Chronic cough, defined as lasting more than 8 weeks, is a frequent and difficult problem. Since 1981, the north American group of Irwin and coworkers has proposed a diagnostic algorithm with chronic cough being explained in a vast majority of cases by three possible diagnoses: asthma, chronic rhino-sinusitis and gastrooesophageal reflux. This algorithm has been amended in order to include eosinophilic bronchitis and has further been severely criticized because of frequent failure in clinical practice. In 2008, Pavord and Chung have proposed to put the emphasis in chronic cough on non specific cough hyperreactivity, with the aetiological factors suggested by the Irwin group acting at most as modulating agents. Severe or persistent chronic cough should be quantitatively assessed, using for instance a visual analogue scale or a cough specific quality of life questionnaire. Where treatment for chronic cough is concerned, the sole definitely effective interventions are smoking cessation and discontinuation of a converting enzyme inhibitor. Long term inhaled steroids are also effective in case of eosinophilic cough (defined on basis of eosinophilia in induced sputum or increased level of exhaled NO). In case of chronic cough unresponsive to the hereinabove described management, an antitussive agent should be considered. As codeine is relatively ineffective, research about new antitussive agents should be encouraged. PMID:21089400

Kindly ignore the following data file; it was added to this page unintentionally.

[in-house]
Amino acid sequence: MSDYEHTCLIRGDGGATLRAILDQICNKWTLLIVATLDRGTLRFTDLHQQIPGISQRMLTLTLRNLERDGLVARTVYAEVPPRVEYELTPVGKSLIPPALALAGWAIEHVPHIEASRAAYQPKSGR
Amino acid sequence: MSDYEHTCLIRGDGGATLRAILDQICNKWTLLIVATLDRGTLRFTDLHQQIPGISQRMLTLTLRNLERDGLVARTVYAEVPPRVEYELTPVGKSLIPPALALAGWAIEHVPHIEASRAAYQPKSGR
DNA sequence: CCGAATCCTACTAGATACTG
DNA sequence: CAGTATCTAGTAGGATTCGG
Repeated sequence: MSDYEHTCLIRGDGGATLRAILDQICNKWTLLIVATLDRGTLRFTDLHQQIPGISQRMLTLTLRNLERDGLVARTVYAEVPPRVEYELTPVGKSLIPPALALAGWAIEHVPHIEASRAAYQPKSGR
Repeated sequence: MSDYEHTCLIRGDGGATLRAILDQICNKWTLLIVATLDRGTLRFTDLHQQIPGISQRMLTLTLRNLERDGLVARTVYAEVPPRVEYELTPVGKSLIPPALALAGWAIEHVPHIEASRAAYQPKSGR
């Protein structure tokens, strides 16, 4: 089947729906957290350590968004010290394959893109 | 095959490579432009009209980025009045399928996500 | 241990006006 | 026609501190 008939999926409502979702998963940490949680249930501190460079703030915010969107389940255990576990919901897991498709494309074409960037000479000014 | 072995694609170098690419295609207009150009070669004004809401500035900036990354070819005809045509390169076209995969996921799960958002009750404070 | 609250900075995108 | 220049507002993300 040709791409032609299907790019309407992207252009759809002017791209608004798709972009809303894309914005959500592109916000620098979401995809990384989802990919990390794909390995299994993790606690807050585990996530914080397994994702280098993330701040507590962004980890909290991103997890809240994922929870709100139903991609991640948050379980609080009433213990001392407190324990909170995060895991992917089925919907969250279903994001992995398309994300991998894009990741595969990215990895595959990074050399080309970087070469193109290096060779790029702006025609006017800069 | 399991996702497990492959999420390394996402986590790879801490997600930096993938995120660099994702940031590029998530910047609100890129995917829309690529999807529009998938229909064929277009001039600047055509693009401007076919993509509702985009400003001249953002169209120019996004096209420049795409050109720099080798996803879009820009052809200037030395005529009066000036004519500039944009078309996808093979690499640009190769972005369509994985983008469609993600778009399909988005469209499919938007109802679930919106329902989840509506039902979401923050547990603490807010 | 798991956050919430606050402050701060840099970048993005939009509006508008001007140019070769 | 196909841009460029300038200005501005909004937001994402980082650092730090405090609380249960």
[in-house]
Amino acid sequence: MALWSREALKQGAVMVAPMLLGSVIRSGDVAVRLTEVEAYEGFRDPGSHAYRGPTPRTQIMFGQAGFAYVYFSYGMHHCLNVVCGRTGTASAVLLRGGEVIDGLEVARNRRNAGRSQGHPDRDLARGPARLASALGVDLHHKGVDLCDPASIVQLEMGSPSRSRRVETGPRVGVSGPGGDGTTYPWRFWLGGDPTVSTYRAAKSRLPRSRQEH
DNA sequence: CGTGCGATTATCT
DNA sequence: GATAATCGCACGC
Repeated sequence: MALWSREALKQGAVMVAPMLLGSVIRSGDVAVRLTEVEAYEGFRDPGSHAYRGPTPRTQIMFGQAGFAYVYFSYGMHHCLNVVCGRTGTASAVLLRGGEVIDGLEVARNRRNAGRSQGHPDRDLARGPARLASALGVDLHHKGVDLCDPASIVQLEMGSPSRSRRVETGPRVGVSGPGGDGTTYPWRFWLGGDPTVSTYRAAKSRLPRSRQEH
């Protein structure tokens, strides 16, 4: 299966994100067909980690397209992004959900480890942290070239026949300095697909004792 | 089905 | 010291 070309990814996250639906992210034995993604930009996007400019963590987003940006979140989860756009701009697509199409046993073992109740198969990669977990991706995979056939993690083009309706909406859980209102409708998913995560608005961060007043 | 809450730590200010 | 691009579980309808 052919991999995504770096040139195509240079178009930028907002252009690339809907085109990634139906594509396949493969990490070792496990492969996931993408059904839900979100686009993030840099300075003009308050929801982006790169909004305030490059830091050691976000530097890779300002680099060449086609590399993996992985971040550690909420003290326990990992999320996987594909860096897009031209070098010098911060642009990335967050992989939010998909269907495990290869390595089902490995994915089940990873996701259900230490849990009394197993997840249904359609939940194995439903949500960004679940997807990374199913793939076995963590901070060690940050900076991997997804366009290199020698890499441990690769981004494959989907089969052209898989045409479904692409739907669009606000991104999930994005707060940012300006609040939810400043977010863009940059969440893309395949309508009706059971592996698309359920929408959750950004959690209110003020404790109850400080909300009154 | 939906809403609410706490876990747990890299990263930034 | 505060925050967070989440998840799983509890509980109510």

Noseda, A



Helicobacter pylori Infection is Associated with a High Incidence of Intestinal Metaplasia in the Gastric Mucosa of Patients at Inner-City Hospitals in New York  

Microsoft Academic Search

Gastric carcinogenesis is a multistep process progressing from chronic gastritis, through glandular atrophy (GA), intestinal\\u000a metaplasia (IM) and dysplasia. Infection of the stomach with H. pylori increases the risk of developing gastric cancer. Few studies have examined the degree to which Hp-induced changes occur in\\u000a specific populations. In the present study, we examined the association between Hp infection and histological